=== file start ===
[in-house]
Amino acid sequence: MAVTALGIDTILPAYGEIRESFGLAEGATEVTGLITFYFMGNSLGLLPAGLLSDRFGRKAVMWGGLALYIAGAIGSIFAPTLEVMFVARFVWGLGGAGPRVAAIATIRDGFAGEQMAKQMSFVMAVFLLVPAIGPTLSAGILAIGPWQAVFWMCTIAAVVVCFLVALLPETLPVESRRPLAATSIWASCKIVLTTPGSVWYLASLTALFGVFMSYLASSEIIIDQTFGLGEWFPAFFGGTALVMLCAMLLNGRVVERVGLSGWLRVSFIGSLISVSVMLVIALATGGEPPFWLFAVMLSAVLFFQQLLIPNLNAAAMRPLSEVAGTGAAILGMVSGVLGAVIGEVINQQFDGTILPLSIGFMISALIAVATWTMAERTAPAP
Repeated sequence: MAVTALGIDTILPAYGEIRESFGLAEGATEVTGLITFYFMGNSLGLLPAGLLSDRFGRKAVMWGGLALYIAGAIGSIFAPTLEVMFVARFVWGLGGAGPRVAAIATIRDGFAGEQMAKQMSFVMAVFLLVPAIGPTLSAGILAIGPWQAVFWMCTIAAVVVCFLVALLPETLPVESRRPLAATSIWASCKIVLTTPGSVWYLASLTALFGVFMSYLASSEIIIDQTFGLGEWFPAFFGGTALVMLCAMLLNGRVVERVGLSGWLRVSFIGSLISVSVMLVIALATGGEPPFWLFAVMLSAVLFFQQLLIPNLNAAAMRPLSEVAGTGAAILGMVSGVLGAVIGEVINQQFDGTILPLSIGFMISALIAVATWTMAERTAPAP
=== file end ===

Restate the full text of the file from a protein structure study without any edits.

[in-house]
Amino acid sequence: MAVTALGIDTILPAYGEIRESFGLAEGATEVTGLITFYFMGNSLGLLPAGLLSDRFGRKAVMWGGLALYIAGAIGSIFAPTLEVMFVARFVWGLGGAGPRVAAIATIRDGFAGEQMAKQMSFVMAVFLLVPAIGPTLSAGILAIGPWQAVFWMCTIAAVVVCFLVALLPETLPVESRRPLAATSIWASCKIVLTTPGSVWYLASLTALFGVFMSYLASSEIIIDQTFGLGEWFPAFFGGTALVMLCAMLLNGRVVERVGLSGWLRVSFIGSLISVSVMLVIALATGGEPPFWLFAVMLSAVLFFQQLLIPNLNAAAMRPLSEVAGTGAAILGMVSGVLGAVIGEVINQQFDGTILPLSIGFMISALIAVATWTMAERTAPAP
Repeated sequence: MAVTALGIDTILPAYGEIRESFGLAEGATEVTGLITFYFMGNSLGLLPAGLLSDRFGRKAVMWGGLALYIAGAIGSIFAPTLEVMFVARFVWGLGGAGPRVAAIATIRDGFAGEQMAKQMSFVMAVFLLVPAIGPTLSAGILAIGPWQAVFWMCTIAAVVVCFLVALLPETLPVESRRPLAATSIWASCKIVLTTPGSVWYLASLTALFGVFMSYLASSEIIIDQTFGLGEWFPAFFGGTALVMLCAMLLNGRVVERVGLSGWLRVSFIGSLISVSVMLVIALATGGEPPFWLFAVMLSAVLFFQQLLIPNLNAAAMRPLSEVAGTGAAILGMVSGVLGAVIGEVINQQFDGTILPLSIGFMISALIAVATWTMAERTAPAP